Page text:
Introduction

THERE ARE TWO COMMUNITIES IN NORTHERN IRELAND, different in their origins, nursing different historical myths, possessing distinguishable cultures, having different songs and heroes, and wearing different denominations of the same religion.  Religion is the clearest badge of these differences. But the conflict is not about religion.  It is about the self-assertion of two distinct communities, one of which is dominant in the public affairs of the province.1

The people of Northern Ireland have suffered for more than three centuries from the division of their Christian community into two religious groups.  This division has resulted in hostility between Protestants and Catholics in Northern Ireland and can be traced back to the Protestant "plantation" system used by James I "to cement England's control over Ireland."2 In the 1600s, the "plantations were seen as the answer to the problem 'if the Irish would not become Protestant, then Protestants must be brought to Ireland'."3 Hence, the Scottish Protestants were introduced into the North and empowered by the crown to secure its land, wealth, and control for England.

Turmoil, repression, and discrimination have categorized the North since the Protestant plantations.  Legal and institutionalized social injustices were codified by Penal Legislation enacted from 1695 to 1709.  These were "anti-Catholic laws used to eradicate the Catholic religion in Ireland."4  Although the persecution of religious worship proved to be an impossible task, "the penal laws that were enforced, [...]were those which debarred Catholics from Parliament, from holding any government office (high or low), from entering the legal profession, and from holding commissions in the army and navy."5  Catholics were thus effectively excluded from all public life and even much of their normal social activity. Catholic education became illegal (i.e. Gaelic was replaced with English), and it also became illegal for Catholics to buy land, obtain a mortgage on it, or even rent or inherit it (primogeniture­first born male inherits a family's wealth and property). Consequently, the Penal Laws caused great social and economic dissent and "isolated the vast majority of the people of Ireland in an inferior identity.  They became segregated from the rest of society and the normal processes of law."6  The Protestant ruling class was thus able to create and maintain a subordinate Catholic peasantry by restricting their rights and taking away their means of changing the situation.  These injustices continued into the 20th century under the Stormont Parliament that began to govern Northern Ireland in 1920.  Stormont failed in 1972 and was replaced by Direct Rule from
Westminster because it was unable to control the disorder resulting from the demands for civil rights.  From the time of the Penal Legislation until

 

the Stormont Parliament, the people of Northern Ireland have been united by Christianity and a shared land, but they continue to be divided by such distinct self-interests as national identity and political representation.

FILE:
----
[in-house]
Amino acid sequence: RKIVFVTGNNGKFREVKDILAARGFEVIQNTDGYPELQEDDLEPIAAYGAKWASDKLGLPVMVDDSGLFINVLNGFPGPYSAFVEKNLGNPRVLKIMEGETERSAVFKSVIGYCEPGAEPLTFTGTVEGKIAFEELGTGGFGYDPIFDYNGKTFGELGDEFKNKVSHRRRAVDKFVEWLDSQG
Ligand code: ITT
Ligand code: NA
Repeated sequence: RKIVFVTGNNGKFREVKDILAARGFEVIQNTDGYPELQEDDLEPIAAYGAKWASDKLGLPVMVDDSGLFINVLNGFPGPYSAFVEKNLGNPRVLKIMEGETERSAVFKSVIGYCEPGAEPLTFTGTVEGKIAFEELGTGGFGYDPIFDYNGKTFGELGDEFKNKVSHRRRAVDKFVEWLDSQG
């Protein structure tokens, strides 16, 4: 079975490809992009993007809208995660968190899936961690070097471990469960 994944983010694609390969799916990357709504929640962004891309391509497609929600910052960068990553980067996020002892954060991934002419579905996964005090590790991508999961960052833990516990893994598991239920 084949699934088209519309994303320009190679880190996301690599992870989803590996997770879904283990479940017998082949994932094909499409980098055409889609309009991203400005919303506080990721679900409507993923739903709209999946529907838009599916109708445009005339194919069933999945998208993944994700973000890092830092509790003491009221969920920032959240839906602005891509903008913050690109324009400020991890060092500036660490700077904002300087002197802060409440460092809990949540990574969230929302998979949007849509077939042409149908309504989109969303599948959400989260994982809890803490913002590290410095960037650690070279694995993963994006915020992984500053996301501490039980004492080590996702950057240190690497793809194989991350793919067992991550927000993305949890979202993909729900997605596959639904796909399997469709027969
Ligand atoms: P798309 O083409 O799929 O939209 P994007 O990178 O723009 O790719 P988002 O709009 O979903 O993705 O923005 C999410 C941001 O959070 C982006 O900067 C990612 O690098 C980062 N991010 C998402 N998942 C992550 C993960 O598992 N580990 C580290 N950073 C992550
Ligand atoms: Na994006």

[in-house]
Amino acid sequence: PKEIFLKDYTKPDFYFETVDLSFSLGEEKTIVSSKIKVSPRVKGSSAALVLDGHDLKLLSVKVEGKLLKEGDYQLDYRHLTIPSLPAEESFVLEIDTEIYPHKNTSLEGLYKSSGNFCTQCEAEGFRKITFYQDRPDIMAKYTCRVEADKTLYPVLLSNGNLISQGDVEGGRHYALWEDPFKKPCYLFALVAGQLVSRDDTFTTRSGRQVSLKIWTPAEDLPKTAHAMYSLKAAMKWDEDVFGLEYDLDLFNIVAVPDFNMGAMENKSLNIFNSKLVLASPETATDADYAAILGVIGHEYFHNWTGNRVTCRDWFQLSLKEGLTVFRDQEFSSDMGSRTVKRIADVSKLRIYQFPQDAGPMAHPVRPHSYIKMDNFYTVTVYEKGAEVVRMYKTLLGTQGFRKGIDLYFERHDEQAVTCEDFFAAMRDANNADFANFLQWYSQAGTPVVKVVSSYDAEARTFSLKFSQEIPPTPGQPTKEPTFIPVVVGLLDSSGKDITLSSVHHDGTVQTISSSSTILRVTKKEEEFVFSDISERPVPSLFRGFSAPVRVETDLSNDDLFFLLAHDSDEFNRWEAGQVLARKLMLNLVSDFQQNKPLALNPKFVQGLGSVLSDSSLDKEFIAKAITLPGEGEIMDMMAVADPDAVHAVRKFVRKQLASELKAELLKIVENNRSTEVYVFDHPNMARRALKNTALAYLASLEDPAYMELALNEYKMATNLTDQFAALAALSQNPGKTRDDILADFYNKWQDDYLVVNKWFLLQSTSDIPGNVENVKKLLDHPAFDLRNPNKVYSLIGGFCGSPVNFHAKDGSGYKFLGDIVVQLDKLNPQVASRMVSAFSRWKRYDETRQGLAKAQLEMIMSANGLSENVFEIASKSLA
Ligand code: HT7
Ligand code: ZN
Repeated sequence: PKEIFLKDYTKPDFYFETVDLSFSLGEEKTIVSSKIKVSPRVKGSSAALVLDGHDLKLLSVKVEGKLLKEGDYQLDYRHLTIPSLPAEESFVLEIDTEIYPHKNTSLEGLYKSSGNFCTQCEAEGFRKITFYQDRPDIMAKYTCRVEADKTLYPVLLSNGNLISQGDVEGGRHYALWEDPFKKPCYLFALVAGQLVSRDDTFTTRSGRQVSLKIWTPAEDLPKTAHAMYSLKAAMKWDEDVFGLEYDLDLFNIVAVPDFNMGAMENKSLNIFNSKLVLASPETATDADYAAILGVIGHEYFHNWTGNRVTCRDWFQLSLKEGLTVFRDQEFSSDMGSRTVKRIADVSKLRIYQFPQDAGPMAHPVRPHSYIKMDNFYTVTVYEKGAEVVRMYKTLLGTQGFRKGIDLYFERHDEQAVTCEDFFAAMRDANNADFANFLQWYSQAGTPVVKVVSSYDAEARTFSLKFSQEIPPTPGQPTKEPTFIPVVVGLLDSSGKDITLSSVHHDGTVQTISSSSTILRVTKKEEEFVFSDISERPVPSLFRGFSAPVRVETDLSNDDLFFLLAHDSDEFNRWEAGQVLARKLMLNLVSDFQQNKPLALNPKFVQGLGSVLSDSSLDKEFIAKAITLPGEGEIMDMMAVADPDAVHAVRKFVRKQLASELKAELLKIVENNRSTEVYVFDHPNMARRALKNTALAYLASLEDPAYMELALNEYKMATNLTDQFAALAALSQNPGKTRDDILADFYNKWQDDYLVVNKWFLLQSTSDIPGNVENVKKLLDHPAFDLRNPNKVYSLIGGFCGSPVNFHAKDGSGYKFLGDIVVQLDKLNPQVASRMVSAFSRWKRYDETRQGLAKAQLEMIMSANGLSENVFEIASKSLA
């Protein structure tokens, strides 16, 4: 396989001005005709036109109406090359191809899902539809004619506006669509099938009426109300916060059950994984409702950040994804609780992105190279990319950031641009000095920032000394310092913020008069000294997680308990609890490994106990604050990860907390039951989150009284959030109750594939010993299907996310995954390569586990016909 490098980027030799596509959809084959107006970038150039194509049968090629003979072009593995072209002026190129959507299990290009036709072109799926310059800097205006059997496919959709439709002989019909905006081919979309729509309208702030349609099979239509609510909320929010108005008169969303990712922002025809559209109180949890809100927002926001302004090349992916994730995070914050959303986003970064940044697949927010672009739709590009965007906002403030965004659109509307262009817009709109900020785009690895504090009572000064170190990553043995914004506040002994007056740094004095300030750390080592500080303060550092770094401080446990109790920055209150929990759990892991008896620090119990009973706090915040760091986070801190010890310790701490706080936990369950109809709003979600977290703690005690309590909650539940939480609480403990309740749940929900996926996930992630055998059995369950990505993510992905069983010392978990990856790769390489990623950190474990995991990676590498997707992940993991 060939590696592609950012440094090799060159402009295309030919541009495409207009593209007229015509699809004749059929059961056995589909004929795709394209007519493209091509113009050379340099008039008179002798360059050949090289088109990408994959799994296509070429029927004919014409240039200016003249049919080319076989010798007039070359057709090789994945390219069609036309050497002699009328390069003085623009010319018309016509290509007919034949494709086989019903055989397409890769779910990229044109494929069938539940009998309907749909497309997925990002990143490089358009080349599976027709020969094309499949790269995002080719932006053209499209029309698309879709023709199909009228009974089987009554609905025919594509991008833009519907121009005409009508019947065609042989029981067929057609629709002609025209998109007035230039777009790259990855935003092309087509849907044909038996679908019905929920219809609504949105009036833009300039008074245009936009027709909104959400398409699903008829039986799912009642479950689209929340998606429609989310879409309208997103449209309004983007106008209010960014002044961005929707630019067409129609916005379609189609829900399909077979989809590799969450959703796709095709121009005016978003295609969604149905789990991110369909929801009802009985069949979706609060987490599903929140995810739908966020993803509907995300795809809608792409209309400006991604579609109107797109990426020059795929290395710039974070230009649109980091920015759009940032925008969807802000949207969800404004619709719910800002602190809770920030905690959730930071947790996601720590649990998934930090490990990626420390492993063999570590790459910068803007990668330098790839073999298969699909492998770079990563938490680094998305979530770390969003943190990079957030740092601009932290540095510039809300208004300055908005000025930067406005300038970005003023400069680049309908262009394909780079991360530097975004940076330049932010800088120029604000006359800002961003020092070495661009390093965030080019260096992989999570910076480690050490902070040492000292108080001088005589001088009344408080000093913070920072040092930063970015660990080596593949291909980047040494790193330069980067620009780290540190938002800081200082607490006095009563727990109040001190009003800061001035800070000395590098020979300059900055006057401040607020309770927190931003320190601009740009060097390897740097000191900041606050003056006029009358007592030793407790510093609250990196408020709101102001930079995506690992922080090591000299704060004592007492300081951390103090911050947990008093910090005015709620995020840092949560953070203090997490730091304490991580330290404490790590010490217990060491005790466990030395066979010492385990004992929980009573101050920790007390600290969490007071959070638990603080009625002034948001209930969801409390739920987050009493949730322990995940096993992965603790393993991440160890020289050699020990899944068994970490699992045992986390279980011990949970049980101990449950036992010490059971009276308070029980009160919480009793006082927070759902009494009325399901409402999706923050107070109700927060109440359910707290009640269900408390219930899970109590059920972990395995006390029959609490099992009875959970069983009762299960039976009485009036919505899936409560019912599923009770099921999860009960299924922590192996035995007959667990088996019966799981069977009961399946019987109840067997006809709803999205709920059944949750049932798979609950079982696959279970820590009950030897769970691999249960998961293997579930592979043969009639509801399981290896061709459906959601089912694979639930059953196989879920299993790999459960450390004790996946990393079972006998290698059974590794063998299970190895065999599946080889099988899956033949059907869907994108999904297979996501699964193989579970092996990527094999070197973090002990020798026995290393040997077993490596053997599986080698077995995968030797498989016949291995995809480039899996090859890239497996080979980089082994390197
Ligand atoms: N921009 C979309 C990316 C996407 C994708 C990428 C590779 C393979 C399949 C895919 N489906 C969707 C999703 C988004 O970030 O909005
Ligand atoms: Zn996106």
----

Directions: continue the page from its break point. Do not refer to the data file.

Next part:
The purpose of this paper is to demonstrate that the motivations sparking the conflict in Northern Ireland are not caused by the dogmatic differences in religion between the two warring parties.  Instead, this paper demonstrates how and why these two conflicting interest groups (Protestants and Catholics) have used religious affiliations to divide their community over such underlying issues as national identity and political representation to perpetuate those positions of social and political dominance or subordination. Thus, religion is a facade for the conflict in Northern Ireland, which has really been protracted by the two following underlying issues.  First, a separate and distinct sense of "national identity" has evolved for those Protestants and Catholics living in the North.  This can be seen in that their self-definitions are mutually exclusive and have become a source of contention because they are matched with incompatible ideologies. Second, Protestants have used discriminatory mechanisms to limit Catholic political representation in order to thwart Catholic participation. Motivation for a separate national identity and discriminatory mechanism have been prompted by a growing Catholic populace that presents a challenge to the diminishing dominance of their Protestant majority.

National Identity and What it Means to be Irish

Within the North of Ireland, religious affiliation has been used since the time of the plantations to reinforce the political polarization of Protestant and Catholic communities.  As a consequence, religion is mistaken as perpetuating the conflict when it is really only a means of distinguishing between group membership.  The underlying conflict between Protestants and Catholics is thus not based on religion, but is due to the inherent differences in the political ideologies of these two mutually exclusive interest groups.

The Application of the Social Identity Theory in the Creation of Out-Groups

Social Identity Theory (S.I.T.) explains how interest groups have been used to perpetuate the conflict in Northern Ireland. S.I.T. posits that "self-identity is composed of: 1) personal identity, defined by one's unique traits, characteristics and experience; and 2) social identity, defined by one's membership in different groups."7  Hence, S.I.T. uses the combined self-defi

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Charles Shivers - Northern Ireland - National Identity ... [1] [2] [3] [4] [5] [6] [7] [8]